While work is required of us (see last blog), there are some individuals who, because of mental or social situation, cannot earn enough to live. Their work is honorable and difficult but it is not valued monetarily by our society. What happens to them? Those of us who are rewarded for our work are to give to them. God didn’t put that responsibility upon a government program, but upon us as individuals. Paul tells us that we are to work so that we can give (Ephesians 4:28). In fact, in that passage’s context, Paul indicates that to NOT give is stealing. We are to do honorable work so that we can give, not so we can enrich ourselves. Do NOT fall into the standard worldly trap here of thinking of Bill Gates, NFL stars, etc. as rich and start mumbling "those people should give more. They’re rich!" You are rich, too, if you have a place to lay down to call your own, a full belly when you want one, and more clothes than you need to get through an average week.
At the same time, God warns us throughout Proverbs not to encourage a fool. It is foolish to give money or encouragement to a fool in their foolishness (the Book of Proverbs loves the word "fool" in all its permutations). If I have a kid who wants to major in French Medieval Poetry I will take them into the back yard so that we may burn our money, thereby saving time and commuting costs. If they want to study this, then that, and keep changing their majors? I’m not going to sweat that. You see, learning about things is WORK and one day they will be paid because they have proven they know how to learn and are interested in it. The only calluses I have are on the tips of my fingers, earned by playing guitar and other stringed instruments, but I am paid better than most men with lots of calluses because of the books I’ve read, the languages I’ve learned, and the things I’ve seen and understood. That’s work. It is annoying to hear politicians despising the rich (and everyone of them is rich) and contrasting rich people with "working people." While there are some rich people who don’t work (paging Paris Hilton, paging Paris Hilton), most worked extremely hard to get where they are. And most are generous givers.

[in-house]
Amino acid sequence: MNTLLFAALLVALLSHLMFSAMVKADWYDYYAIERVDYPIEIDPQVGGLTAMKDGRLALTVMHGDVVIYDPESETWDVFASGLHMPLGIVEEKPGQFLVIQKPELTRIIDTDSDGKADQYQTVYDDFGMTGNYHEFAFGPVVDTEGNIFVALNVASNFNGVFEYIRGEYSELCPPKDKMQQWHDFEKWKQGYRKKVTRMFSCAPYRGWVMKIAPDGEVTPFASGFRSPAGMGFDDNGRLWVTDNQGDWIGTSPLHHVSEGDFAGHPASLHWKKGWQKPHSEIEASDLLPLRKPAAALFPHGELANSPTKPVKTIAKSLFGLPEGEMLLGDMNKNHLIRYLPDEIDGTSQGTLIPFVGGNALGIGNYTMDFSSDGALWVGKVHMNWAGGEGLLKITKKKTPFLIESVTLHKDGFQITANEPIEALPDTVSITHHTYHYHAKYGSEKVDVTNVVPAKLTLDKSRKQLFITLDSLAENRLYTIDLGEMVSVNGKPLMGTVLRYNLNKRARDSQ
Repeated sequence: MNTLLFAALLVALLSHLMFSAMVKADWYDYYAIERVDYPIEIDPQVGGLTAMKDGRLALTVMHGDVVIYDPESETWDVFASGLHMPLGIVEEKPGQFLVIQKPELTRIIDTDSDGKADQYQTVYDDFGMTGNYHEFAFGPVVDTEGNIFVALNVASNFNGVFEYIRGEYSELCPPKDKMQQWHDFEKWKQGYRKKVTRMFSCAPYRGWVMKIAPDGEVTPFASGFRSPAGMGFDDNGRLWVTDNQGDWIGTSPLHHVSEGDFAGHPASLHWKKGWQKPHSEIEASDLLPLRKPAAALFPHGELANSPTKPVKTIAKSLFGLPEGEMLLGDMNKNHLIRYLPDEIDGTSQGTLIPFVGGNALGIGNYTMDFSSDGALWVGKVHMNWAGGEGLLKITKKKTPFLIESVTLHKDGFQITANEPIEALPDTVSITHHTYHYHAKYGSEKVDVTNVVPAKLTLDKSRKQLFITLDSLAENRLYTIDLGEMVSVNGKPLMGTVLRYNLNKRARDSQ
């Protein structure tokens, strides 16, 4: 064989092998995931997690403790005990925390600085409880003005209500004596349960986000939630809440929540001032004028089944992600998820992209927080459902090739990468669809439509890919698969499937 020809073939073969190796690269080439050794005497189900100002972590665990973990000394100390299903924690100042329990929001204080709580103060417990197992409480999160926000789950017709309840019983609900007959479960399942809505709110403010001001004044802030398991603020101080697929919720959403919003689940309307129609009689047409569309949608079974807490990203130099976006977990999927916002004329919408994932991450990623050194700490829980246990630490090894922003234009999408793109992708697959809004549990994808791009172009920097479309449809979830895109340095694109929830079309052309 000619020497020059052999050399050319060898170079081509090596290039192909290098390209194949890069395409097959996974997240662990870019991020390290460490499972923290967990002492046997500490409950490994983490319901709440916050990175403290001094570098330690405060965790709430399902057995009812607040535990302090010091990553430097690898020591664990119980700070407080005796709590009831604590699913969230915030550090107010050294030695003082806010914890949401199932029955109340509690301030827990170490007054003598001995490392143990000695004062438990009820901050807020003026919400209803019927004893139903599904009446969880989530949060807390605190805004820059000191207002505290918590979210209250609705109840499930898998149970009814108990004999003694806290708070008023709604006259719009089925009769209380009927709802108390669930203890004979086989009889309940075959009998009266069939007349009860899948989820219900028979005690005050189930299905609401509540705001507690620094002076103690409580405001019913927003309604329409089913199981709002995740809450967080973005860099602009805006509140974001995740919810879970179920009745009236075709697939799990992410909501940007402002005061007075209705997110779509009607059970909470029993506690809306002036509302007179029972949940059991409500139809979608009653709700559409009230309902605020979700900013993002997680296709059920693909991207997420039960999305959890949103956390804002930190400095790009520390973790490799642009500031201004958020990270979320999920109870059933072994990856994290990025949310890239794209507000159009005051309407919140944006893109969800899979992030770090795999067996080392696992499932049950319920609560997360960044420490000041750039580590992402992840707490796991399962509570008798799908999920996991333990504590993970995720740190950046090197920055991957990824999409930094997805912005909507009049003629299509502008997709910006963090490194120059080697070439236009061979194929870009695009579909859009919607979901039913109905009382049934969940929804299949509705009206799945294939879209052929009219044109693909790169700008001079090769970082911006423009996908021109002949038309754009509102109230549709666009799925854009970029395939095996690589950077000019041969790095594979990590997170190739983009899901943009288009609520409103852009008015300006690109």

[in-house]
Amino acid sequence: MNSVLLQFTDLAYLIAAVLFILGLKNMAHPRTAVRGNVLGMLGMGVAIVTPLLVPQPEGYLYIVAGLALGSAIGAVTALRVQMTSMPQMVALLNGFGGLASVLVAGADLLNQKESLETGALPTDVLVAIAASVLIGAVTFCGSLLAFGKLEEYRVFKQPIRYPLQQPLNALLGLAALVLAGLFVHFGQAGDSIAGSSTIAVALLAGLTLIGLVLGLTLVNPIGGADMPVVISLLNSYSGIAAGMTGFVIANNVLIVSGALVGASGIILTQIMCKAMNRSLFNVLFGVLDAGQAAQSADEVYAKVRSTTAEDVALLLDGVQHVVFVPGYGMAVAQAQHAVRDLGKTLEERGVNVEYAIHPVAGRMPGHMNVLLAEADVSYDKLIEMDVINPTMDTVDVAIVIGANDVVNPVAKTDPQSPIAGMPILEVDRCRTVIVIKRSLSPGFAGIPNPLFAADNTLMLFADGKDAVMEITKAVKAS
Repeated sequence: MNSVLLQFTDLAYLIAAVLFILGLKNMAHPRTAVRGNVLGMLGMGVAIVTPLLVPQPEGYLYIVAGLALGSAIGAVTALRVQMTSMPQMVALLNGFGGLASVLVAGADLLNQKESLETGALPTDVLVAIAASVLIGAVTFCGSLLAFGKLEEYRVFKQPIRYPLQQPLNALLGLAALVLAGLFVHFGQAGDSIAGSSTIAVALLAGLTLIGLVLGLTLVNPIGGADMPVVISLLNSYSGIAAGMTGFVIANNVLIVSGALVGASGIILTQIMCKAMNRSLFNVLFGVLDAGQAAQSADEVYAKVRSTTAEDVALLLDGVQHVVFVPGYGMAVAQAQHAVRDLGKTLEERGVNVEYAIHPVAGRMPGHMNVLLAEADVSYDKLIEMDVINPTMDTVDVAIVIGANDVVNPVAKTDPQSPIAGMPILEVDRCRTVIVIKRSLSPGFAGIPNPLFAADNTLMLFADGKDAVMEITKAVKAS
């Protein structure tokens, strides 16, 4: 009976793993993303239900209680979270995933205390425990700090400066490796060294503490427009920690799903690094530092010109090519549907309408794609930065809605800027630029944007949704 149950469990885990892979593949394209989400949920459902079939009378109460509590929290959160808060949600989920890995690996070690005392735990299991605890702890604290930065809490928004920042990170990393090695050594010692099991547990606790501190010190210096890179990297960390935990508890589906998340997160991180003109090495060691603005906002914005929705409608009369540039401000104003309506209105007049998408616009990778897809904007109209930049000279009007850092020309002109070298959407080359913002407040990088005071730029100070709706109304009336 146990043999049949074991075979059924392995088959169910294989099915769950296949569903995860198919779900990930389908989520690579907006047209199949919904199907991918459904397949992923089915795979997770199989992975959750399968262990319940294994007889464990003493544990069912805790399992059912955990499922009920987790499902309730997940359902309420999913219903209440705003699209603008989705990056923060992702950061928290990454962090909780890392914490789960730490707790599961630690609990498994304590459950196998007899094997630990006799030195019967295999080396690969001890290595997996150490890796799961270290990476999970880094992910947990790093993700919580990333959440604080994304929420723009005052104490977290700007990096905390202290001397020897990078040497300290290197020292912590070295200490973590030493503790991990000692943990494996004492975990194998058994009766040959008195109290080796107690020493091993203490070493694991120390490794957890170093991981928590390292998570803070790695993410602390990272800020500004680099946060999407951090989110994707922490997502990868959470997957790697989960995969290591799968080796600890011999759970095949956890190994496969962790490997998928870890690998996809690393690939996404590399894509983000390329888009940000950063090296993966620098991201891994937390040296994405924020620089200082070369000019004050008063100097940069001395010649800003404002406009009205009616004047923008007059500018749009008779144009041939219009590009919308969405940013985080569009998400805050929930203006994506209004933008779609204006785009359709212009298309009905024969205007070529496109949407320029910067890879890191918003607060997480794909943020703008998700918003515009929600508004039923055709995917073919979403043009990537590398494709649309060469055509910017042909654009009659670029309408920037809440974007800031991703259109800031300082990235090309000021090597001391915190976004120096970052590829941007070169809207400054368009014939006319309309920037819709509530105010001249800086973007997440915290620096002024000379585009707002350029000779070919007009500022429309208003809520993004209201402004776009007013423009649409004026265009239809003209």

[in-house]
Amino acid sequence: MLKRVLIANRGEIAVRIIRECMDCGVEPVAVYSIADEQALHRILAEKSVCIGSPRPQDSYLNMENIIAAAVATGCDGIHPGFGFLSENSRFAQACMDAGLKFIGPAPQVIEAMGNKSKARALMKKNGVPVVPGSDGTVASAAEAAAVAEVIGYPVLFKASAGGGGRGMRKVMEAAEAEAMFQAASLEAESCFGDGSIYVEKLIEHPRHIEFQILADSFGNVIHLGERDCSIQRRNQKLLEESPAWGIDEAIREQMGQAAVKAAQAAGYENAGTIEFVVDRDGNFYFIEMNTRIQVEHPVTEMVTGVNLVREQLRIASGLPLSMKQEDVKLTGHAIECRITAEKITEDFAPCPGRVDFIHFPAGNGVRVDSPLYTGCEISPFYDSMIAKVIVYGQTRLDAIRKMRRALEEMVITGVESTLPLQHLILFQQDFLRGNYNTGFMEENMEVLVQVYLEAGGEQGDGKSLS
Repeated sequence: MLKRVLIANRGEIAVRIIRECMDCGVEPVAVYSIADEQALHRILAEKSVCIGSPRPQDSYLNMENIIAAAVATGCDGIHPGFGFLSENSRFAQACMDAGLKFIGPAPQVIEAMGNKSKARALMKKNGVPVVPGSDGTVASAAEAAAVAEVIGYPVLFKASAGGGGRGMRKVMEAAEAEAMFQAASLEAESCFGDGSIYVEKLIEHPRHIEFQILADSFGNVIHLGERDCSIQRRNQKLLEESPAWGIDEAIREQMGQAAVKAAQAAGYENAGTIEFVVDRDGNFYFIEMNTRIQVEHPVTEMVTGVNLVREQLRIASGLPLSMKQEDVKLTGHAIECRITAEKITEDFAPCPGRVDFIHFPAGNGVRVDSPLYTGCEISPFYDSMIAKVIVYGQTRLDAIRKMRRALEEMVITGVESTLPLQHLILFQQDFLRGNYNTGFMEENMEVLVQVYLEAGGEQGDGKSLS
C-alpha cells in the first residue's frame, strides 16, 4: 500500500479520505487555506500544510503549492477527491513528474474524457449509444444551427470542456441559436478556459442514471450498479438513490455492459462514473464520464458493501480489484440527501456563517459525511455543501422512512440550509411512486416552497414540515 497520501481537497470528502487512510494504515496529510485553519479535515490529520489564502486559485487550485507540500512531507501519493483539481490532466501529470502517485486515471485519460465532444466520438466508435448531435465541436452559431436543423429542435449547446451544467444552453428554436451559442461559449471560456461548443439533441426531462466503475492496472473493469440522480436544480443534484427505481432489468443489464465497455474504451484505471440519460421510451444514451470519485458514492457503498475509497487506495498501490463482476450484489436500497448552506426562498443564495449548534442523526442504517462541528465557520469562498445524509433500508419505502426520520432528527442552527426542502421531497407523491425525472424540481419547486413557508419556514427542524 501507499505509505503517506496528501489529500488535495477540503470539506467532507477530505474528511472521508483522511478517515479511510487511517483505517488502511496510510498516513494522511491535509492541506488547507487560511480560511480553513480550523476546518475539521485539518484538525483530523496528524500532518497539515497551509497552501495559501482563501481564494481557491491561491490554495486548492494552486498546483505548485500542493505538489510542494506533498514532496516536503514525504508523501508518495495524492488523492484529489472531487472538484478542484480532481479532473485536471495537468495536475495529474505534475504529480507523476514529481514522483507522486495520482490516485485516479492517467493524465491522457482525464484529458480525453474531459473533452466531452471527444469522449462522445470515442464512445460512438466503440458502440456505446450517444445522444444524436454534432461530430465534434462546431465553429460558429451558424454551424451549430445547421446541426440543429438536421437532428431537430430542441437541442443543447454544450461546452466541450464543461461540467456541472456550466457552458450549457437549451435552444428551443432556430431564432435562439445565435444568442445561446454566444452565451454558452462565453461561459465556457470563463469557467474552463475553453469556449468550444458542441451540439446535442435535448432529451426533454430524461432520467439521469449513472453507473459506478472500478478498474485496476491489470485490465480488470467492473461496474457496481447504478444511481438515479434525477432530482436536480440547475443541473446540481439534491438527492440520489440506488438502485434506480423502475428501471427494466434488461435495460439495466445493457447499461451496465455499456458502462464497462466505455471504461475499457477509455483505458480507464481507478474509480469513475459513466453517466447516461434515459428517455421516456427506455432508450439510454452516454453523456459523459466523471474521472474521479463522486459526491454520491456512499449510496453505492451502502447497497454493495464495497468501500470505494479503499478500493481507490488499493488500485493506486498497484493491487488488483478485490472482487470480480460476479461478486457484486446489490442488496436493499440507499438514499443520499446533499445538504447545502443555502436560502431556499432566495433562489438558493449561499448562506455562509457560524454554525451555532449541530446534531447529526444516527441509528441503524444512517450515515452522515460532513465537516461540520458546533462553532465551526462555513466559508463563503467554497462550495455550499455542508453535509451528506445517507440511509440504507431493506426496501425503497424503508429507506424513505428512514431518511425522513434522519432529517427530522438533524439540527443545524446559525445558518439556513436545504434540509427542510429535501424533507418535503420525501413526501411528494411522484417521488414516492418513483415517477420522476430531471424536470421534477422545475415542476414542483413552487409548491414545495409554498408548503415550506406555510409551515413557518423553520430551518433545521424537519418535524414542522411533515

Jesus tells us to work right now! John 9:1-4 has Jesus warning his disciples that we never have as much time as we think we have. When one of my kids would say "I don’t have to do my homework tonight. It isn’t due for two weeks" I would respond "You don’t have two weeks. You have right now." What will that two weeks period hold? You may get sick, there might be storms — emotional or physical, or there might be a thousand different things that will steal away that time. Listen to Jesus and do what you need to do today. Now.
A column for another day might be how Jesus looked at the personal use of money. We know that God wasn’t an unbridled capitalist or socialist by any stretch, but it is difficult to ignore the fact that God intended for us to enjoy some of the fruits of our labor right now. In Micah 4 He gives us a picture of what a man blessed by God looks like — and he is on his own property enjoying the shade of his own tree.
Like I said, that’s a column for another day. Today, I have to get back to work!